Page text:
I am unable to resist best book lists of almost any form so I’ve been keeping an eye on the usual end of the year productions. I’m not as into it as some others, like the blogger Largehearted Boy, who amasses a giant list of best lists, or the librarian/bloggers at the Williamsburg Public Library, who take all those lists and turn them into one mega-list (though that list is broken into different categories, mostly for fiction).
Mostly, I keep an eye out for the lists compiled by the sources I rely on most for book reviews — The New York Times and Salon (which has separate lists for fiction and nonfiction). But I have to admit this year my favorite list came from Lev Grossman at Time magazine (which also had separate fiction and nonfiction lists). Perhaps it’s Grossman’s unapologetic appreciation of genre fiction — which was an awful lot of my fiction reading this year. Or, in a related angle, it’s his noticing books that are not the usual suspects — two graphic novels (The Death-Ray and Hark! A Vagrant!) became Christmas gifts in my house this year after I saw them on the list.
My best list consists of books I read this year, whenever they were published — though a large number were indeed new this year (one of the many benefits of working at a library is access to advanced review copies and awareness of newly published works). I chose my favorites with flat-out enjoyment as my only criterion, realizing that many factors go into that.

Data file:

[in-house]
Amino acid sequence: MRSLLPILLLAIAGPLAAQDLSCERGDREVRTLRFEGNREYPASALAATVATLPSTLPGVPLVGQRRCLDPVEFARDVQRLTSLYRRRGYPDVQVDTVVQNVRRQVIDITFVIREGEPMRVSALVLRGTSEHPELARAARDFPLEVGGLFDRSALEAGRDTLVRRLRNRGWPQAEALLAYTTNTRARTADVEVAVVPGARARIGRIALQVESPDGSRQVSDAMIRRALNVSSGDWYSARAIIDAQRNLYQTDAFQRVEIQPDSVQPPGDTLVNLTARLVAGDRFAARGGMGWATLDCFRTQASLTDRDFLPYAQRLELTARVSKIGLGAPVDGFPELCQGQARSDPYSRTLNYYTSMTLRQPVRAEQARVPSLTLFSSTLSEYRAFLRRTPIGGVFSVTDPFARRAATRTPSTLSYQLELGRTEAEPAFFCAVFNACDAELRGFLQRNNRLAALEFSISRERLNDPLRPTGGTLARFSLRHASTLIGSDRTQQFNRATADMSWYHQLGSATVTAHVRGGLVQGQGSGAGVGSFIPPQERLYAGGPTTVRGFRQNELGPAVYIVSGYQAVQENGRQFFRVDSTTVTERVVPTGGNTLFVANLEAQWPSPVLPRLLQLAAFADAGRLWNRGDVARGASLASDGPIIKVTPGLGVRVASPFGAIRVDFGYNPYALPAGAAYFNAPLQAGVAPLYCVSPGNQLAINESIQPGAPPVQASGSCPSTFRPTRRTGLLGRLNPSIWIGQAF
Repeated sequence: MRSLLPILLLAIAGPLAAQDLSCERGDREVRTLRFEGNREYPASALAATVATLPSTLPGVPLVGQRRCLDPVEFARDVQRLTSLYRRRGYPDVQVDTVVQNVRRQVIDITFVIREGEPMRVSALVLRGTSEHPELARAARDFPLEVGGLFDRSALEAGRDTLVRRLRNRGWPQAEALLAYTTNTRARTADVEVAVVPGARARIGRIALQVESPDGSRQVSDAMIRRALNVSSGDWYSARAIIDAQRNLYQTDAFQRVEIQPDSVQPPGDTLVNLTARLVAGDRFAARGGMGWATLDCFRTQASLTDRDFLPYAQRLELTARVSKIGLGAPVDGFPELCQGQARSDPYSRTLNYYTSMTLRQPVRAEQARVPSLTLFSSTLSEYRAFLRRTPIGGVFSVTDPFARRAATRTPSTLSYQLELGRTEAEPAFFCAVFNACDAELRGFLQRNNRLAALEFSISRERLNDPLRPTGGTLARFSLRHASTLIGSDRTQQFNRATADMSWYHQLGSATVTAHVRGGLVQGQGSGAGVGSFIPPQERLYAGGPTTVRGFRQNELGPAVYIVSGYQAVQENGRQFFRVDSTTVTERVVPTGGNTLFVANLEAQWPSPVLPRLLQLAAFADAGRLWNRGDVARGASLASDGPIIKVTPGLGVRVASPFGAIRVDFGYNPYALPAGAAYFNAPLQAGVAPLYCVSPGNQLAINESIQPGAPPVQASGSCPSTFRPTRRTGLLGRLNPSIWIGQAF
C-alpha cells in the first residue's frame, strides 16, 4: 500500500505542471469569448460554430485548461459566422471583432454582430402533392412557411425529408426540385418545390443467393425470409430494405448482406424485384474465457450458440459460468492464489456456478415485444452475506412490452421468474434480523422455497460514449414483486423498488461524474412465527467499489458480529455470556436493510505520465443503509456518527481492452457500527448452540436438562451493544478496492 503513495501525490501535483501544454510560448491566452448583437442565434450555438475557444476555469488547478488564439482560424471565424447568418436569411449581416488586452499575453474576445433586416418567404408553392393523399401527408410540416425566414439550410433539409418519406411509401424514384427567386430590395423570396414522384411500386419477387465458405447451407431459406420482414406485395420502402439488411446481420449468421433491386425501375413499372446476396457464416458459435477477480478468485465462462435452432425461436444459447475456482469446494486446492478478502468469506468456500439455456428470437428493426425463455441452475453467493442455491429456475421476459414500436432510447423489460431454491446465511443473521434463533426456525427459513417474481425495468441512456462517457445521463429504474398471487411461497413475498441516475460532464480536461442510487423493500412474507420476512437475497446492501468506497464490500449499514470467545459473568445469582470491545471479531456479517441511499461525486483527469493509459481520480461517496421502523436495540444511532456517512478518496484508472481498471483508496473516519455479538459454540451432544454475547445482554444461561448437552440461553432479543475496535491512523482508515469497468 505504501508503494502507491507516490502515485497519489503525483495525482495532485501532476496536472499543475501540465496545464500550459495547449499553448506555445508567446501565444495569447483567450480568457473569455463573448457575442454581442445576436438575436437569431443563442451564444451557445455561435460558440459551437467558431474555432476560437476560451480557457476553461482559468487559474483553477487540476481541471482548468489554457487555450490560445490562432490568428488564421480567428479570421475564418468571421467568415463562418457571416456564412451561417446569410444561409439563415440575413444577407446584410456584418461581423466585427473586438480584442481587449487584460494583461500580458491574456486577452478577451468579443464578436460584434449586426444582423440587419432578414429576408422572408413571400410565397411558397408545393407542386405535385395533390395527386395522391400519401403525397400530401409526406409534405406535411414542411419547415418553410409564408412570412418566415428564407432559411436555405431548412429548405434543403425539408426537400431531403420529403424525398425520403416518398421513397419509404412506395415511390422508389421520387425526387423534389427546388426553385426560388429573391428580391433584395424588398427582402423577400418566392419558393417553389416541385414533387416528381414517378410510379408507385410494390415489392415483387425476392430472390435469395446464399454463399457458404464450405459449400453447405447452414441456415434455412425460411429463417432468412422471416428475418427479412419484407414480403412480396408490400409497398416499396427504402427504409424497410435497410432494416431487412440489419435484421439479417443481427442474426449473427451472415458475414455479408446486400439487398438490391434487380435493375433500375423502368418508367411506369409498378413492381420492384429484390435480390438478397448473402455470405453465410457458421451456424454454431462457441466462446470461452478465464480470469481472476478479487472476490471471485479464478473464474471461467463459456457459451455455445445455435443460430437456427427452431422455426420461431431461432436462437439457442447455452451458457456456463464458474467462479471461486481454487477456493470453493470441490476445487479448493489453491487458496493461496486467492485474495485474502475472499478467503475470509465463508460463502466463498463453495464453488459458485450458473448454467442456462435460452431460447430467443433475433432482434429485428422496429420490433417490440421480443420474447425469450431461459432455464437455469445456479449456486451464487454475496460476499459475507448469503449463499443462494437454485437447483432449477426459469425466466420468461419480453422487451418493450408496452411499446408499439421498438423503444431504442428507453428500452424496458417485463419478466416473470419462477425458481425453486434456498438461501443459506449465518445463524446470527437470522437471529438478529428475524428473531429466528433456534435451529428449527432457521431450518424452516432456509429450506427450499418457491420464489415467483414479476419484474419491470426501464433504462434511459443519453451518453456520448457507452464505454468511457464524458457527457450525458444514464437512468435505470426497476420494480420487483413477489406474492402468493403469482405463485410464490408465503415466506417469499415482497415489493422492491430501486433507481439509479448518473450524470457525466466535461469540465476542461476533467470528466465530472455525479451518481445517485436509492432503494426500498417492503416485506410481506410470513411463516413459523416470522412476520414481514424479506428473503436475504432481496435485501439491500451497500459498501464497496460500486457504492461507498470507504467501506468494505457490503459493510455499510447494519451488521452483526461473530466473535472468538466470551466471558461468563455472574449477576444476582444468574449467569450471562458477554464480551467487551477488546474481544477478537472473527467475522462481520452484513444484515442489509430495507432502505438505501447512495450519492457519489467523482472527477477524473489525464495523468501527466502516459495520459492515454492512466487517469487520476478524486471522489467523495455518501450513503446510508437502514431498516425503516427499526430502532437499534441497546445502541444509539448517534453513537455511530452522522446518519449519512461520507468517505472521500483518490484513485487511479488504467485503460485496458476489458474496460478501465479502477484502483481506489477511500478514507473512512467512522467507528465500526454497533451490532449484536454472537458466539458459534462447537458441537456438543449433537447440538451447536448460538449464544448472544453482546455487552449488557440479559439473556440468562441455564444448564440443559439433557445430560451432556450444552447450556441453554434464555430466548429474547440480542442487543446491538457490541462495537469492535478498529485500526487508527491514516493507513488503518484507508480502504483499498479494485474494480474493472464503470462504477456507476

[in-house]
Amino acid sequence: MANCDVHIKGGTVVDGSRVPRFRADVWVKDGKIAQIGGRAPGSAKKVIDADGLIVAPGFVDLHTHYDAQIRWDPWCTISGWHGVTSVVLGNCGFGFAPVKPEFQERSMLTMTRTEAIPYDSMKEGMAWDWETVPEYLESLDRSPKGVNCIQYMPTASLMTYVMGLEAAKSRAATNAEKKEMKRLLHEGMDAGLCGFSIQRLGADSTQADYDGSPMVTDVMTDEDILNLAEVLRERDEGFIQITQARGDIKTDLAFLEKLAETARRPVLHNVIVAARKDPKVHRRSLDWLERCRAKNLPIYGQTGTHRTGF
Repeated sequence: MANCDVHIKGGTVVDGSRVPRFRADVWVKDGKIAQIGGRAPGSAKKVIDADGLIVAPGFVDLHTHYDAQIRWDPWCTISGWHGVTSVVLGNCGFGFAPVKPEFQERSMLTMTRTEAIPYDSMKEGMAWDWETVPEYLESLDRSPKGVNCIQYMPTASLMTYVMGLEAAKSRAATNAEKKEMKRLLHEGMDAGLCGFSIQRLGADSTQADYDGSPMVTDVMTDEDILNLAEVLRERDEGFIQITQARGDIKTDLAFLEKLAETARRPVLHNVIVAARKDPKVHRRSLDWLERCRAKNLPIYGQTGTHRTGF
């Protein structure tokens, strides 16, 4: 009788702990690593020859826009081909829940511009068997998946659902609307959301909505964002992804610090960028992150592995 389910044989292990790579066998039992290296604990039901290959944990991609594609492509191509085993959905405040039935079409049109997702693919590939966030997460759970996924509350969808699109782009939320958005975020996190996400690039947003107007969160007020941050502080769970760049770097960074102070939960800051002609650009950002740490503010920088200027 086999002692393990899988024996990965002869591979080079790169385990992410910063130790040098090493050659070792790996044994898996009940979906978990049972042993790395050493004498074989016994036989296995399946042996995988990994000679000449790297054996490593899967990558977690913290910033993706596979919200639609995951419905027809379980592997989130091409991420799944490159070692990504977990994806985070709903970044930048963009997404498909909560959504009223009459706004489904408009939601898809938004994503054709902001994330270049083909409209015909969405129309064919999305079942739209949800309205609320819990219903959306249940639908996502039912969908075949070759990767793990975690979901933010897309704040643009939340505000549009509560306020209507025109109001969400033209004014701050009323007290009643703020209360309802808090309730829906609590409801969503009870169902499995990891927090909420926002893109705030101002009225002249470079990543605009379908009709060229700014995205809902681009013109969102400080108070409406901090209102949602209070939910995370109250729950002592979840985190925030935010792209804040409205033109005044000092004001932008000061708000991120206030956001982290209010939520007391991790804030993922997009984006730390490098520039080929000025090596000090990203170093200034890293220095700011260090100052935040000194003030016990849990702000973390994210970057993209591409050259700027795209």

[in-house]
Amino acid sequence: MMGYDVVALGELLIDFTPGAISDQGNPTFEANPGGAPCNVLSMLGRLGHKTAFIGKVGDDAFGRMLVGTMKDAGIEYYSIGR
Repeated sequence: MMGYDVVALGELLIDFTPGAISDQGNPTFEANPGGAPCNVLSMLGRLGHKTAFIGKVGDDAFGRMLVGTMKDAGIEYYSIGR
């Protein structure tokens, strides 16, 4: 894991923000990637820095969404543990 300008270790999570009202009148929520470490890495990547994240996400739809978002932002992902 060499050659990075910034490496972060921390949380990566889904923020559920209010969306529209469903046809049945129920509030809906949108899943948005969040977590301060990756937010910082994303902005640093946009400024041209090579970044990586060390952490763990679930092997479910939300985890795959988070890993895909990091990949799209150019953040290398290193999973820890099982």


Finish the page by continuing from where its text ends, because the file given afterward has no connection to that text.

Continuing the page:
Fiction: A Song of Ice & Fire, books 1-3, George R.R. Martin (That’s A Game of Thrones, A Clash of Kings and A Storm of Swords)
Nonfiction: Rin Tin Tin, Susan Orlean.
It’s that time. Time when the approaching Key West Literary Seminar starts to morph from concept to reality. And what a reality this one will be, especially if you are a fan of speculative fiction — or, in some cases, what people call scifi. High-quality scifi to be sure. We’ve got your William Gibson, we’ve got your Douglas Coupland and yeah, we have your Margaret Atwood. Along with a couple other people like Jennifer Egan, Jonathan Lethem, Gary Shteyngart and … well, just check out the link above.
The bad news, by the way, is that the Seminar is totally, completely, utterly and without hope sold out. There are something like 400 people on the waiting list. So there’s no buying a ticket at this point. But there is the Sunday afternoon session, free and open to the public. I imagine the line for this one might start forming on New Year’s Day.
Margaret Atwood, conveniently, has just written a book that is one of my absolute favorite kind of books — literary criticism, or analysis, or description for the non-academic. Rescuing the examination of literature from the academy! God bless her! So anyway, In Other Worlds is my Tuesday Teaser this week, just under the wire since I started reading it on my lunch hour. The rules, as always, are to take two sentences from anywhere, then post the link in the comments section on the Should Be Reading blog.
“My field of specialization was the nineteenth century, and I was busying myself with Victorian quasi-goddesses; and no one could accuse [Rider] Haggard of not being Victorian. Like his age, which practically invented archaeology, he was an amatuer of vanished civilizations; also like his age, he was fascinated by the exploration of unmapped territories and encourters with ‘undiscovered’ native peoples.” — p. 109
Nonfiction a-go-go continues: Now into The Swerve by Stephen Greenblatt, about the Renaissance rediscovery of Lucretius’ poem “On the Nature of Things.” I had requested it from the library even before it won the National Book Award for nonfiction. I’m only 50 pages in and I haven’t hit real traction but that’s not the book’s fault — it’s more readable than I had thought, even.
So here’s the teaser (the rule is two sentences from a random page, post the link in the comments section of the Should Be Reading blog. Or if you don’t have a blog, you can just post your teaser in the comments):